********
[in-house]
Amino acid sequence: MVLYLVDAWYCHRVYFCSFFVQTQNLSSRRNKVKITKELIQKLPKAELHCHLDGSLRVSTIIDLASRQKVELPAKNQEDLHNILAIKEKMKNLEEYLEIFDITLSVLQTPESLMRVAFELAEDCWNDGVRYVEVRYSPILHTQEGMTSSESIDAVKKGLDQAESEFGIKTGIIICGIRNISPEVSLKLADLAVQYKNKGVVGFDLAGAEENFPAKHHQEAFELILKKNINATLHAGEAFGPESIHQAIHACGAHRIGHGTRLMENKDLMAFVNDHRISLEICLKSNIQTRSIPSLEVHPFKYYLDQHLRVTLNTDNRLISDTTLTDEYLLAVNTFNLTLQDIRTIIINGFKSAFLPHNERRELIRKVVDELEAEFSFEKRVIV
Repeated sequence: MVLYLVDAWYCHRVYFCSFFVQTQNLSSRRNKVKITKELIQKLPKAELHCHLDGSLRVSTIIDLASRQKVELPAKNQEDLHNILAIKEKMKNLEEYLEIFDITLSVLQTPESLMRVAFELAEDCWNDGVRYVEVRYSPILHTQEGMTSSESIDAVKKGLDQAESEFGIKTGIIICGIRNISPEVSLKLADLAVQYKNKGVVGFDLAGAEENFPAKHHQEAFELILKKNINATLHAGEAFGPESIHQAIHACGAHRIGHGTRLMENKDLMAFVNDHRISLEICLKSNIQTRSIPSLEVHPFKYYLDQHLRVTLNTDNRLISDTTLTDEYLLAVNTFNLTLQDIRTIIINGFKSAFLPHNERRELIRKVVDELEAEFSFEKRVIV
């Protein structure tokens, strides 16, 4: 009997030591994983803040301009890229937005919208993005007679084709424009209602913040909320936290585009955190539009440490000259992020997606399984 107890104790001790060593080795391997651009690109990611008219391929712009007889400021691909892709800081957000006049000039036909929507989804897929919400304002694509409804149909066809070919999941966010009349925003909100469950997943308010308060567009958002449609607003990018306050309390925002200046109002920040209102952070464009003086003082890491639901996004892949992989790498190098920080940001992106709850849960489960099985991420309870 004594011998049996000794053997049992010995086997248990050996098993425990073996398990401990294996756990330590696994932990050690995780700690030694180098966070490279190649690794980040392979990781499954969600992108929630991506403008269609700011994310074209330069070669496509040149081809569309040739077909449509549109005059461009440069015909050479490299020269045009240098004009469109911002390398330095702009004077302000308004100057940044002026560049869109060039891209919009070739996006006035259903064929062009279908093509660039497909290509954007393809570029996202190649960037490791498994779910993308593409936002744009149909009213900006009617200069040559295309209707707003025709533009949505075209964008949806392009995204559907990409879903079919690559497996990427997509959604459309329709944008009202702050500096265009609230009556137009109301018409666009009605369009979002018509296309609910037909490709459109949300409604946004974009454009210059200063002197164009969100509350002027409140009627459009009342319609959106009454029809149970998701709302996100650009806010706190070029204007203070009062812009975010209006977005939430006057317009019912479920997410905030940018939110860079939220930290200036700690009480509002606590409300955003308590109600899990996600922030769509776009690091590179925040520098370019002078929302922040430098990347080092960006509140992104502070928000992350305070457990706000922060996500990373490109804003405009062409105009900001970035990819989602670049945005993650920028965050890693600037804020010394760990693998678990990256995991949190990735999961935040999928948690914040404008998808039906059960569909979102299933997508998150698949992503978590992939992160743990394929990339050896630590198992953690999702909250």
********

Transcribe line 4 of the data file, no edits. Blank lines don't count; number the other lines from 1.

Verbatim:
């Protein structure tokens, strides 16, 4: 009997030591994983803040301009890229937005919208993005007679084709424009209602913040909320936290585009955190539009440490000259992020997606399984 107890104790001790060593080795391997651009690109990611008219391929712009007889400021691909892709800081957000006049000039036909929507989804897929919400304002694509409804149909066809070919999941966010009349925003909100469950997943308010308060567009958002449609607003990018306050309390925002200046109002920040209102952070464009003086003082890491639901996004892949992989790498190098920080940001992106709850849960489960099985991420309870 004594011998049996000794053997049992010995086997248990050996098993425990073996398990401990294996756990330590696994932990050690995780700690030694180098966070490279190649690794980040392979990781499954969600992108929630991506403008269609700011994310074209330069070669496509040149081809569309040739077909449509549109005059461009440069015909050479490299020269045009240098004009469109911002390398330095702009004077302000308004100057940044002026560049869109060039891209919009070739996006006035259903064929062009279908093509660039497909290509954007393809570029996202190649960037490791498994779910993308593409936002744009149909009213900006009617200069040559295309209707707003025709533009949505075209964008949806392009995204559907990409879903079919690559497996990427997509959604459309329709944008009202702050500096265009609230009556137009109301018409666009009605369009979002018509296309609910037909490709459109949300409604946004974009454009210059200063002197164009969100509350002027409140009627459009009342319609959106009454029809149970998701709302996100650009806010706190070029204007203070009062812009975010209006977005939430006057317009019912479920997410905030940018939110860079939220930290200036700690009480509002606590409300955003308590109600899990996600922030769509776009690091590179925040520098370019002078929302922040430098990347080092960006509140992104502070928000992350305070457990706000922060996500990373490109804003405009062409105009900001970035990819989602670049945005993650920028965050890693600037804020010394760990693998678990990256995991949190990735999961935040999928948690914040404008998808039906059960569909979102299933997508998150698949992503978590992939992160743990394929990339050896630590198992953690999702909250």